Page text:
You might like to view this link to see how they do it in a French village called 'Chedigny', in the Loire region of France, where they have a rose festival every year, and you will see how the roses have been planted originally in very small holes in the pathways next to walls. The whole village is full of roses. Once you've got it planted, just leave it do its own thing, although some support of wires will be needed against the wall.   Best wishes,... it really isn't difficult, and there's no need to fuss too much or worry unduly over it. 

    http://4.bp.blogspot.com/-FQJK4KqKAtQ/VWtrpBTiZgI/AAAAAAAAAR4/w4IDrZ5DolQ/s1600/Ch%25C3%25A9digny-5.png 

  • ObelixxObelixx Vendée, Western FrancePosts: 27,583

    You will have to decide which option you prefer but the quality of soil next to a house wall will not be good enough to feed a rose that is expected to grow strongly and repeat flower.   Nor will the amount of water it receives in the rain shadow of the house be enough.  In my experience, (25 yrs living over here) older French and Belgian country house and farm building didn't go in for deep foundations so the soil at the base is better.

    Feeding after mid July leads to soft, sappy growth which doesn't have time to harden before the frosts come and damage it in autumn and winter in the UK climate  Chedigny is generally warmer and not frosty.

    Last edited: 08 December 2016 16:09:07

    "We don't stop playing because we grow old; we grow old because we stop playing." - George Bernard Shaw
  • MarlorenaMarlorena East AngliaPosts: 6,351

    Well, I've never known that to be a great issue personally, unless you live in the very far north/north east of the country, or very high ground, it isn't worth worrying about.  It promotes later blooming into late Autumn, which I enjoy.   I also think your other fears are unfounded, but up to the member what they do..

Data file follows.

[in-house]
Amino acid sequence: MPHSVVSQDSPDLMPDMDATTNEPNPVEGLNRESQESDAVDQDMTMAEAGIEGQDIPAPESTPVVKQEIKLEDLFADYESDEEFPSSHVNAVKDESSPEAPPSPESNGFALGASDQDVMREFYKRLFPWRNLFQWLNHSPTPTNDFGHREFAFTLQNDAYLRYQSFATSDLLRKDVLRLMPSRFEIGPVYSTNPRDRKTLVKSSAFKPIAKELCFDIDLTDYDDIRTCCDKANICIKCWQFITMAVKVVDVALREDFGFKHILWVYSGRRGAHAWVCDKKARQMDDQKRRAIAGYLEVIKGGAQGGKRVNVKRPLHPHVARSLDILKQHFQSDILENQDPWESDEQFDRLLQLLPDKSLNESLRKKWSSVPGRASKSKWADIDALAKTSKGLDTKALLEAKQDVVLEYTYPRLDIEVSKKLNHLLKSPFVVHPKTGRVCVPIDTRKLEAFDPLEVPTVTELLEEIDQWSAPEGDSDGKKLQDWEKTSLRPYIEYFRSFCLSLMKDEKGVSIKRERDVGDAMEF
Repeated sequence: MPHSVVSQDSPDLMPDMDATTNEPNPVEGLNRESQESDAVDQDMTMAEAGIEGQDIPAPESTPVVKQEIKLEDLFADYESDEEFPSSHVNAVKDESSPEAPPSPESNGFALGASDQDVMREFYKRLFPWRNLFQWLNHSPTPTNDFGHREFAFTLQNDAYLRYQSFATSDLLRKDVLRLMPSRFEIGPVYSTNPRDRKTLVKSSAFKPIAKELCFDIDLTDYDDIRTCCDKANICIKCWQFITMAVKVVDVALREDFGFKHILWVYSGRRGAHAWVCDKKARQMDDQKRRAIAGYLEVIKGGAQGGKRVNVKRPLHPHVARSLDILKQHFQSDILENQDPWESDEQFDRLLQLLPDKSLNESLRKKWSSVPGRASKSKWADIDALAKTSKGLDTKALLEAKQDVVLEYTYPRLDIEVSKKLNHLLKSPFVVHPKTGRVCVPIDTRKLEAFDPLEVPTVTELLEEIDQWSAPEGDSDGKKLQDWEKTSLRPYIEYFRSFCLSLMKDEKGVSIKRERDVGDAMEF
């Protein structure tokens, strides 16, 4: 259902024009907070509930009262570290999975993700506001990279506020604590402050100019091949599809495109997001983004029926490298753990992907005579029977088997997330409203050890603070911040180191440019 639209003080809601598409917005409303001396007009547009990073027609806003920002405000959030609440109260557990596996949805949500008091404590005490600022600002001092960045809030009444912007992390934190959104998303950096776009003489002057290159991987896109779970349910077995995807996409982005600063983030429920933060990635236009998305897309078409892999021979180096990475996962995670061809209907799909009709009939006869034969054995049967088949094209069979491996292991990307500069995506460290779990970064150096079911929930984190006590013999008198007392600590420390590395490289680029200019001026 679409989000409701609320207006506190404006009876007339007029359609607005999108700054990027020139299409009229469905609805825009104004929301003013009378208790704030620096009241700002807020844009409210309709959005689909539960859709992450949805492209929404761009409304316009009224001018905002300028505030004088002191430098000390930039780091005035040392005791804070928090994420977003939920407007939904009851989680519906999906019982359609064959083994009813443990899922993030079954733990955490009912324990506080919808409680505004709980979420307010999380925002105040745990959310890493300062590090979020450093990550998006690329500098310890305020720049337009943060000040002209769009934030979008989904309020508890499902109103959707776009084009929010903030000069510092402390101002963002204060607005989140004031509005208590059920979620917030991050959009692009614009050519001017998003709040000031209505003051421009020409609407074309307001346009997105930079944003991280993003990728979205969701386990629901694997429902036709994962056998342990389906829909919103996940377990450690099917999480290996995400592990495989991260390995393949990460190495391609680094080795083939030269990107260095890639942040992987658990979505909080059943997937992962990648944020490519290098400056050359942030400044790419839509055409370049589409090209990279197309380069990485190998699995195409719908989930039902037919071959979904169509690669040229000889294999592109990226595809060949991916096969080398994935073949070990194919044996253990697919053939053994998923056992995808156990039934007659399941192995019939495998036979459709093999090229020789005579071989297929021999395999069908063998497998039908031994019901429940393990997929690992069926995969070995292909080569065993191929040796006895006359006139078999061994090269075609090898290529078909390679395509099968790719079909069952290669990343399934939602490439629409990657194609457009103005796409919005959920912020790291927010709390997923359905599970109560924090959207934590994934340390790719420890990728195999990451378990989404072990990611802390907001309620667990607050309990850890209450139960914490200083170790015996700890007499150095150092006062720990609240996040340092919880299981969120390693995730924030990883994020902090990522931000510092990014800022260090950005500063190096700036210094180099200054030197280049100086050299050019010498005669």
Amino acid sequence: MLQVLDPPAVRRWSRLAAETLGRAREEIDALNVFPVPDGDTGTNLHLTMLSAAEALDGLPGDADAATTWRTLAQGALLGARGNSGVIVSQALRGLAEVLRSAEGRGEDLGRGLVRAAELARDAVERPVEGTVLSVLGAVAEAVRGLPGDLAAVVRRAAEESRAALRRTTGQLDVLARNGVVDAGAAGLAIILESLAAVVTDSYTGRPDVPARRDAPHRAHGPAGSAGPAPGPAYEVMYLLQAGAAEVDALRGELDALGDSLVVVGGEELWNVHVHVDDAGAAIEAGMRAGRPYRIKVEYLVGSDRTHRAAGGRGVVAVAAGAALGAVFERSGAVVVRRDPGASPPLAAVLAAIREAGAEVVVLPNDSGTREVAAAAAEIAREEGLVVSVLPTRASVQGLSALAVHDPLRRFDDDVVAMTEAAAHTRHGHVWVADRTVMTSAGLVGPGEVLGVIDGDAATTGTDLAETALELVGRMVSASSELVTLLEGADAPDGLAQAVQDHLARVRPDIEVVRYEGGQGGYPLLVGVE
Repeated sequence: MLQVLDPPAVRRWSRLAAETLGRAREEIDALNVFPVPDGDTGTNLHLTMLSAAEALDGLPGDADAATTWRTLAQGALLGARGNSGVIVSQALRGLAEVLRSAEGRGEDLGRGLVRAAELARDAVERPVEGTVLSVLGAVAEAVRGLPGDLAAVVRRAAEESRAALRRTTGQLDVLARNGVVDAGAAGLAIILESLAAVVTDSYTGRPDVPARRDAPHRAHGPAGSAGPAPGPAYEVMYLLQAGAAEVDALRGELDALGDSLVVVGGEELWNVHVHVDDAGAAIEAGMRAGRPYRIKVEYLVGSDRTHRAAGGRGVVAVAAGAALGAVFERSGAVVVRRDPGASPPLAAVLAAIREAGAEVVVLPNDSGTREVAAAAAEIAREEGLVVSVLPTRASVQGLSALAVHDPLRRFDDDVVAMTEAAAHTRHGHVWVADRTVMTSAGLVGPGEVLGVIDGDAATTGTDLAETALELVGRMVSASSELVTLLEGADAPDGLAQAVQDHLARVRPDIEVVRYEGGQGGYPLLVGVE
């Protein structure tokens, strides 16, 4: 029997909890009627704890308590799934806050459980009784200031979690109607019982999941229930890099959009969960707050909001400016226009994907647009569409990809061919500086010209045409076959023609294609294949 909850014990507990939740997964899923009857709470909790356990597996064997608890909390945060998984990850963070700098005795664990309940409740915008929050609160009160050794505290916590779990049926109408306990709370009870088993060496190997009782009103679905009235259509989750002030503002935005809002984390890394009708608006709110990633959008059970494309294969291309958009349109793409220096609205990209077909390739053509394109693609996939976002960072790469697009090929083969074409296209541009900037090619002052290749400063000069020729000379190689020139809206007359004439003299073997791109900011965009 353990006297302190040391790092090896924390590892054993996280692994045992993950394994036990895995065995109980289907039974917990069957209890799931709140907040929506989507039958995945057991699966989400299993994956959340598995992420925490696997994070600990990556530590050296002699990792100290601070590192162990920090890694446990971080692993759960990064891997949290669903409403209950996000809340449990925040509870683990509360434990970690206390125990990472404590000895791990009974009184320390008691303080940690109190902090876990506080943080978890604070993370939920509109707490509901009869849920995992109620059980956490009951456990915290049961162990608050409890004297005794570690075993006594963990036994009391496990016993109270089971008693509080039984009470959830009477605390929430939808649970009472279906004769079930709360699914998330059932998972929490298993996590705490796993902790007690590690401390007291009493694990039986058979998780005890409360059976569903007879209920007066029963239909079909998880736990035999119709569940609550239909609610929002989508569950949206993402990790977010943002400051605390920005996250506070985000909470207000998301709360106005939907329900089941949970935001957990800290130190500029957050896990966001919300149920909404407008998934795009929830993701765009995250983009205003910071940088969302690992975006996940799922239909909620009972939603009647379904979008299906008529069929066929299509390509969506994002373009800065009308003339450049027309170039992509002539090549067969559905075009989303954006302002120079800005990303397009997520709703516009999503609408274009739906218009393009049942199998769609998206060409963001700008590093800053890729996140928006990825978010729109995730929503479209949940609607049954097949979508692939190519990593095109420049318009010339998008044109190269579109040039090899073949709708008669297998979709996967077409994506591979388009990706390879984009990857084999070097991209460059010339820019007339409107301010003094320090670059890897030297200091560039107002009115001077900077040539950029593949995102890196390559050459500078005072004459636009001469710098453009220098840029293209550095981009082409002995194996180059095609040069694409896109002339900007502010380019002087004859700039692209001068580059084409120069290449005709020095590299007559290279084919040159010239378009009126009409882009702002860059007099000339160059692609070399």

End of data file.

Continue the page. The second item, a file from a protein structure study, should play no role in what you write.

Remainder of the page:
• ObelixxObelixx Vendée, Western FrancePosts: 27,583

    Depends on where they live and how exposed they are.  In my experience, David Austin roses can be fussy.  I had to rescue several from the borders in my Belgian garden and grow them on in pots with winter protection for a few years before they thrived.   Worth it though for the perfume and flowers.

    Last edited: 08 December 2016 17:27:53

    "We don't stop playing because we grow old; we grow old because we stop playing." - George Bernard Shaw
  • Dave MorganDave Morgan Posts: 3,123

    Rosie Bee, I'm also going to disagree with the initial advice. I've done exactly the same over the years and as long as you dig out what's under the block paving (which is usually laid on sand only), then there's no reason why not. Dig it out to a depth of 2 ft though and use fresh garden soil (I know you said clay) and plenty of the manure. If you're buying a David Austin, if it's bare root, they take a few years to really get going so some tlc with rootgrow, bonemeal, spring and midsummer feeds along with 2 gallons weekly for six months WILL see it establish well. Once in the roots will find their own way and more than likely straight out and down away from the wall. Just plant it a foot away from the wall and angle it in towards the wall, this will help training, and get your training framework in place just after planting. As it's west facing the prevailing wind and rain we get in the UK should mean it gets all it needs, however water in dry spells.

  • LoanaLoana Posts: 427

    Hi rosie bee, i have just bought crown princess margareta for a new arch i have put in. I did consider growing in a pot and i asked the question of david austin roses and they said pot needed to be at least 2feet by 2feet by 2feet deep, you may feel more confident if you use a container? I have clay too but have decided to plant in the ground. I bought rambling rector from them earlier this year and planted it against an old apple tree and he has done really well, lovely quality plants, hope it works out ?